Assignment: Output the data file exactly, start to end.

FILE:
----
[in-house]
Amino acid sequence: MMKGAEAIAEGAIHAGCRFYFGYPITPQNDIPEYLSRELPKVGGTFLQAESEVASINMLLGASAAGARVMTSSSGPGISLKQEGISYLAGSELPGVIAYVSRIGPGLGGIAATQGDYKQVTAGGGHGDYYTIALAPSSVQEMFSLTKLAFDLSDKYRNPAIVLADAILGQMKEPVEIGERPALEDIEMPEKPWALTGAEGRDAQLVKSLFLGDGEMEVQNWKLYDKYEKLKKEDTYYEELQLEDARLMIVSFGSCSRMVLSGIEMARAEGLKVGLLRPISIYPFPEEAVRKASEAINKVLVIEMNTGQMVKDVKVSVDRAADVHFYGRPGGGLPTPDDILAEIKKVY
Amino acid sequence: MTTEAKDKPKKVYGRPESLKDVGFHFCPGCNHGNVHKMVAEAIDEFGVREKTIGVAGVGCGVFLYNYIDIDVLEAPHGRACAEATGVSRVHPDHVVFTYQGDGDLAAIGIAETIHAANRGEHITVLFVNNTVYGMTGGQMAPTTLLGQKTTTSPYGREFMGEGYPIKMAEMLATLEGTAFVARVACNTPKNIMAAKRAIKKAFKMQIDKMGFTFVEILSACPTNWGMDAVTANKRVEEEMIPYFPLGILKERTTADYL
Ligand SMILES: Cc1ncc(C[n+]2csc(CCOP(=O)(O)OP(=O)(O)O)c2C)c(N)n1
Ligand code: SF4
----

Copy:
[in-house]
Amino acid sequence: MMKGAEAIAEGAIHAGCRFYFGYPITPQNDIPEYLSRELPKVGGTFLQAESEVASINMLLGASAAGARVMTSSSGPGISLKQEGISYLAGSELPGVIAYVSRIGPGLGGIAATQGDYKQVTAGGGHGDYYTIALAPSSVQEMFSLTKLAFDLSDKYRNPAIVLADAILGQMKEPVEIGERPALEDIEMPEKPWALTGAEGRDAQLVKSLFLGDGEMEVQNWKLYDKYEKLKKEDTYYEELQLEDARLMIVSFGSCSRMVLSGIEMARAEGLKVGLLRPISIYPFPEEAVRKASEAINKVLVIEMNTGQMVKDVKVSVDRAADVHFYGRPGGGLPTPDDILAEIKKVY
Amino acid sequence: MTTEAKDKPKKVYGRPESLKDVGFHFCPGCNHGNVHKMVAEAIDEFGVREKTIGVAGVGCGVFLYNYIDIDVLEAPHGRACAEATGVSRVHPDHVVFTYQGDGDLAAIGIAETIHAANRGEHITVLFVNNTVYGMTGGQMAPTTLLGQKTTTSPYGREFMGEGYPIKMAEMLATLEGTAFVARVACNTPKNIMAAKRAIKKAFKMQIDKMGFTFVEILSACPTNWGMDAVTANKRVEEEMIPYFPLGILKERTTADYL
Ligand SMILES: Cc1ncc(C[n+]2csc(CCOP(=O)(O)OP(=O)(O)O)c2C)c(N)n1
Ligand code: SF4